Q: When you’re “in the weeds” creating a book cover, what kind of research or testing do you do? Do you show images to people? Do you have to iterate often with the authors, or is it like a one-and-done kind of thing?

Chip Kidd: Well, not to become monotonous about it or repetitive, but each book is its own case. So, it’s reading the text, or reading enough of the text, so you can get a sense of what the book is, who the author is, what the story is, whether the story is true, or not true, or basically what the feeling about the story is that they’re trying to convey.

Everyone is a Designer View Reading List

That can go in any number of ways. But I don’t do any focus testing—thank you, God! But, on the other hand, I do try to pay attention to what other publishers are doing, what other designers are doing and, at least once or twice a month, I do field research… if that’s what you want to call it. Just going into a nice big bookstore and looking around and seeing what’s going on. I do a lot of travel. It’s always interesting to see what is being promoted in the airport, bookstores, or what’s popular, what other people are reading. I do keep an eye on all of that. I don’t try to keep my head in the sand and live in an ivory tower all the time. Two terrible mixed metaphors. But if the author has ideas, I want to know them. I want to know them right away.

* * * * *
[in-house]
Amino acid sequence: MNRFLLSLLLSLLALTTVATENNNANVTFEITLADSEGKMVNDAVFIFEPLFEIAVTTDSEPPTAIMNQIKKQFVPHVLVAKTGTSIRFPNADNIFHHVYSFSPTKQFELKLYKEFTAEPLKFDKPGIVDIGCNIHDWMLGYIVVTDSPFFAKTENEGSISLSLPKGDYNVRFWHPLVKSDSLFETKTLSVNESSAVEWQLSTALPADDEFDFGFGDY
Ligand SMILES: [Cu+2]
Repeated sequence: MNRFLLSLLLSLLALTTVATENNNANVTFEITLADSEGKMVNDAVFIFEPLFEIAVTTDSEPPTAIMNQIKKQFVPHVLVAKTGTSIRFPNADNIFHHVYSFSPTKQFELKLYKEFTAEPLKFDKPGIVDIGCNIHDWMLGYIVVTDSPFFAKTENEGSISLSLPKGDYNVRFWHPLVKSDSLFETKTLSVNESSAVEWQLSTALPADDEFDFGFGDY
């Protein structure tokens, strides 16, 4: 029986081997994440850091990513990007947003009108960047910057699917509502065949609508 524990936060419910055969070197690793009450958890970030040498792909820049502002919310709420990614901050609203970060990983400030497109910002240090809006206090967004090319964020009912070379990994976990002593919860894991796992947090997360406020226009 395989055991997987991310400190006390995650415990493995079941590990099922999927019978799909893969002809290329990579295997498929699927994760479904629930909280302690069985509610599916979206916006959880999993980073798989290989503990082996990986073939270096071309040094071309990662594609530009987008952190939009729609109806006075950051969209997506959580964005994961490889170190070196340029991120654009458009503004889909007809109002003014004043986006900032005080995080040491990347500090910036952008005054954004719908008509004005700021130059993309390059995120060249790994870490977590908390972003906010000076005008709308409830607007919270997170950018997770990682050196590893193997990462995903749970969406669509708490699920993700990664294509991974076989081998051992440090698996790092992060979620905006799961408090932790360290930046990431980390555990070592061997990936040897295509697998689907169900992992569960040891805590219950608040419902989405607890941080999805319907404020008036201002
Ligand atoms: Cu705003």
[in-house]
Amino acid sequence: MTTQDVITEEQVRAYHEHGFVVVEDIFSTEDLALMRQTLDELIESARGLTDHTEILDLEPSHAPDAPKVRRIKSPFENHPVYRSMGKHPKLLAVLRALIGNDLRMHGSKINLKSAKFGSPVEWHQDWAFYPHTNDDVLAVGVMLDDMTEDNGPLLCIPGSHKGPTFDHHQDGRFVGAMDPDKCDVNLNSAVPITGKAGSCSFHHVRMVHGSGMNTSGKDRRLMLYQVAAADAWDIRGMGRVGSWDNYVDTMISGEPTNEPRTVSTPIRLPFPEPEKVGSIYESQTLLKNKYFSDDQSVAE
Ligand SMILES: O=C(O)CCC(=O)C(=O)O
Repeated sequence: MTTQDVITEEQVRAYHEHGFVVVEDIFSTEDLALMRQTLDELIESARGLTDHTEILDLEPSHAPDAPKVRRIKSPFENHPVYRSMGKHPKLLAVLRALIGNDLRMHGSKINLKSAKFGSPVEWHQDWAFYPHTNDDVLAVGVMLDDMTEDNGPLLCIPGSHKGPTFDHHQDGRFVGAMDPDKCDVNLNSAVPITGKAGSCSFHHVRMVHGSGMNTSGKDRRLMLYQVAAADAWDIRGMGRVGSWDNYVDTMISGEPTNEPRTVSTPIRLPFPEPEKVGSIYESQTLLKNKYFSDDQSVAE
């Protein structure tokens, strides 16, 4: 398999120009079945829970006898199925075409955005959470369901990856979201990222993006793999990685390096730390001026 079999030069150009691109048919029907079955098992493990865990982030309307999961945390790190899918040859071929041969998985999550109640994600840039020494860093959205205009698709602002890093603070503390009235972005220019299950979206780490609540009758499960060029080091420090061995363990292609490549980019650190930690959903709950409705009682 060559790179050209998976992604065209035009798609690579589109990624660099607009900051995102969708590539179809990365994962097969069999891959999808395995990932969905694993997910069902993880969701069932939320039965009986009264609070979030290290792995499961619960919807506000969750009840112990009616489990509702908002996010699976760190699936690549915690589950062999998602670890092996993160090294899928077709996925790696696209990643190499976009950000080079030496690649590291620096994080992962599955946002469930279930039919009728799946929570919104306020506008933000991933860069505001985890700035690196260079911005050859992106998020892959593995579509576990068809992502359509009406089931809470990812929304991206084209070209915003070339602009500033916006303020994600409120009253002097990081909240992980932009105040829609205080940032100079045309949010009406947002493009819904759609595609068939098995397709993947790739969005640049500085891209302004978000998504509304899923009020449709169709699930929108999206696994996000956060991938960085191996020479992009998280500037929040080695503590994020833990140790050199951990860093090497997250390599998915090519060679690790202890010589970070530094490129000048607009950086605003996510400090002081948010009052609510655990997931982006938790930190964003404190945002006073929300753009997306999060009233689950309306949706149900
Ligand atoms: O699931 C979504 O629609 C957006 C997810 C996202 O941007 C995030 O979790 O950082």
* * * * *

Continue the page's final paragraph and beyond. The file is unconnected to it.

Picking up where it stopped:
Q: Do you have any rules about showing one or many concepts?

Chip Kidd: I think if you can, get one good idea and comp up that idea as finished-looking as possible. I try to make a prototype that looks as real as possible, as finished as possible, as opposed to scribbling on a napkin and saying, “What do you think?” But I think, in general, I have this unwritten rule, and it’s not unique to me: I would not show more than three designs at any given time. There’s an axiom that I believe is very true, which is if you give your client too many choices, they won’t choose anything. Three is just about right.